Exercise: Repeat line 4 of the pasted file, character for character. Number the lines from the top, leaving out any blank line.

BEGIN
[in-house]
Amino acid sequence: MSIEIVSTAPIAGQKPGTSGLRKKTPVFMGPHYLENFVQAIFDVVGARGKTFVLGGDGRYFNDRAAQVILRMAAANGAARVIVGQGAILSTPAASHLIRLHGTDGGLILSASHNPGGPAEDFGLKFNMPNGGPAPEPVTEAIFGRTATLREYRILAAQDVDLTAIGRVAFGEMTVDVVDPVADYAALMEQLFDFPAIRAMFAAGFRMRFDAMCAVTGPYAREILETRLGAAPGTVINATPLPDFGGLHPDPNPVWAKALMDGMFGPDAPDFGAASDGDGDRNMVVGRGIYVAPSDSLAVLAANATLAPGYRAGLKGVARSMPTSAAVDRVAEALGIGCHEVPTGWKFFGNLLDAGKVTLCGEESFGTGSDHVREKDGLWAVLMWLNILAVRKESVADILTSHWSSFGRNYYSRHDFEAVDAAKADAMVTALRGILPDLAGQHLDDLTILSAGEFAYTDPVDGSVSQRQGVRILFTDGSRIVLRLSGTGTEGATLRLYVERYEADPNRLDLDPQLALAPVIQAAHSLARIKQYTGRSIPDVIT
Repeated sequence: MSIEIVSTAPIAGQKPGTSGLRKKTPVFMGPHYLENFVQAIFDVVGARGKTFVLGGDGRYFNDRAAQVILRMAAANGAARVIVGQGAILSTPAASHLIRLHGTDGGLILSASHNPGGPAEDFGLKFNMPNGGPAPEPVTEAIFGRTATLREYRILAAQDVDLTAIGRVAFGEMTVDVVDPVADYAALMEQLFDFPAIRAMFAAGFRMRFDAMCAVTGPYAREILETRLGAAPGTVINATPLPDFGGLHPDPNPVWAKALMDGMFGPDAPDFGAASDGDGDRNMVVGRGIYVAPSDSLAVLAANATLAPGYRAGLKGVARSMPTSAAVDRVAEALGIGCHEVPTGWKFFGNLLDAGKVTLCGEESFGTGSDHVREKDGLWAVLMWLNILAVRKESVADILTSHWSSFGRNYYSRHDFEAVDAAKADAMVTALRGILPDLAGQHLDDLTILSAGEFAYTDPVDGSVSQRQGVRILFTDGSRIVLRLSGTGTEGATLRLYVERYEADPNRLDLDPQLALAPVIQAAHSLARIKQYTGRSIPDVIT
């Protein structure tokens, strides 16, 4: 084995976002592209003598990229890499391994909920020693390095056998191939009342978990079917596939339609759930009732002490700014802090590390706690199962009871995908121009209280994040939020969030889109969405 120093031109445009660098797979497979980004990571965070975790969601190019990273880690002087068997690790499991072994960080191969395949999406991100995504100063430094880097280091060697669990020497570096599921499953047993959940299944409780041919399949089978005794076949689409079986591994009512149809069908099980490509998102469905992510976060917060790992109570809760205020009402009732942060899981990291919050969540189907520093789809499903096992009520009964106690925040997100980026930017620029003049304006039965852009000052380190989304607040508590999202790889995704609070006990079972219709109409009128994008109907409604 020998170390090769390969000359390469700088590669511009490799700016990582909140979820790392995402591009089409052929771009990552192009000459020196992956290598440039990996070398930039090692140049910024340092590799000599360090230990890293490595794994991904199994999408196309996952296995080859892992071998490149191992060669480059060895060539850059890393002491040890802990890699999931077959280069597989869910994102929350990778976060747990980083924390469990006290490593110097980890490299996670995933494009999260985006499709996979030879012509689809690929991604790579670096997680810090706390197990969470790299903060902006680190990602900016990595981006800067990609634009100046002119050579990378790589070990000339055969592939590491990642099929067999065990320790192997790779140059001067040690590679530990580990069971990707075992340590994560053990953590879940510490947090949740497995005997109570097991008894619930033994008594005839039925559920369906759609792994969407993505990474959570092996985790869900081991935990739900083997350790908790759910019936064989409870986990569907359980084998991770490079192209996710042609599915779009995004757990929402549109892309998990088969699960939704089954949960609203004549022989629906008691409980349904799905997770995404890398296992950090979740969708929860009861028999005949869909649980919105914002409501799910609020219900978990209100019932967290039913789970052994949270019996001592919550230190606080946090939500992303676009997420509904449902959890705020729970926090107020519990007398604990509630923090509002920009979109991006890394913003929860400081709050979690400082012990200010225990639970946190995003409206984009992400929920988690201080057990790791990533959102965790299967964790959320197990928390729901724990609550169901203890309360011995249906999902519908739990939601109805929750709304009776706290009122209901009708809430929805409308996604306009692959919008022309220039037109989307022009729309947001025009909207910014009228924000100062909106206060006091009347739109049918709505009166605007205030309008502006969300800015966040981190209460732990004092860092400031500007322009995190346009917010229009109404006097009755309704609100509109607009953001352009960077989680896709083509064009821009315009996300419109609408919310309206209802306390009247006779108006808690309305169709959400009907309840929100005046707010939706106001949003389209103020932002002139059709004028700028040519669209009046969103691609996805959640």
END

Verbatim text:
């Protein structure tokens, strides 16, 4: 084995976002592209003598990229890499391994909920020693390095056998191939009342978990079917596939339609759930009732002490700014802090590390706690199962009871995908121009209280994040939020969030889109969405 120093031109445009660098797979497979980004990571965070975790969601190019990273880690002087068997690790499991072994960080191969395949999406991100995504100063430094880097280091060697669990020497570096599921499953047993959940299944409780041919399949089978005794076949689409079986591994009512149809069908099980490509998102469905992510976060917060790992109570809760205020009402009732942060899981990291919050969540189907520093789809499903096992009520009964106690925040997100980026930017620029003049304006039965852009000052380190989304607040508590999202790889995704609070006990079972219709109409009128994008109907409604 020998170390090769390969000359390469700088590669511009490799700016990582909140979820790392995402591009089409052929771009990552192009000459020196992956290598440039990996070398930039090692140049910024340092590799000599360090230990890293490595794994991904199994999408196309996952296995080859892992071998490149191992060669480059060895060539850059890393002491040890802990890699999931077959280069597989869910994102929350990778976060747990980083924390469990006290490593110097980890490299996670995933494009999260985006499709996979030879012509689809690929991604790579670096997680810090706390197990969470790299903060902006680190990602900016990595981006800067990609634009100046002119050579990378790589070990000339055969592939590491990642099929067999065990320790192997790779140059001067040690590679530990580990069971990707075992340590994560053990953590879940510490947090949740497995005997109570097991008894619930033994008594005839039925559920369906759609792994969407993505990474959570092996985790869900081991935990739900083997350790908790759910019936064989409870986990569907359980084998991770490079192209996710042609599915779009995004757990929402549109892309998990088969699960939704089954949960609203004549022989629906008691409980349904799905997770995404890398296992950090979740969708929860009861028999005949869909649980919105914002409501799910609020219900978990209100019932967290039913789970052994949270019996001592919550230190606080946090939500992303676009997420509904449902959890705020729970926090107020519990007398604990509630923090509002920009979109991006890394913003929860400081709050979690400082012990200010225990639970946190995003409206984009992400929920988690201080057990790791990533959102965790299967964790959320197990928390729901724990609550169901203890309360011995249906999902519908739990939601109805929750709304009776706290009122209901009708809430929805409308996604306009692959919008022309220039037109989307022009729309947001025009909207910014009228924000100062909106206060006091009347739109049918709505009166605007205030309008502006969300800015966040981190209460732990004092860092400031500007322009995190346009917010229009109404006097009755309704609100509109607009953001352009960077989680896709083509064009821009315009996300419109609408919310309206209802306390009247006779108006808690309305169709959400009907309840929100005046707010939706106001949003389209103020932002002139059709004028700028040519669209009046969103691609996805959640």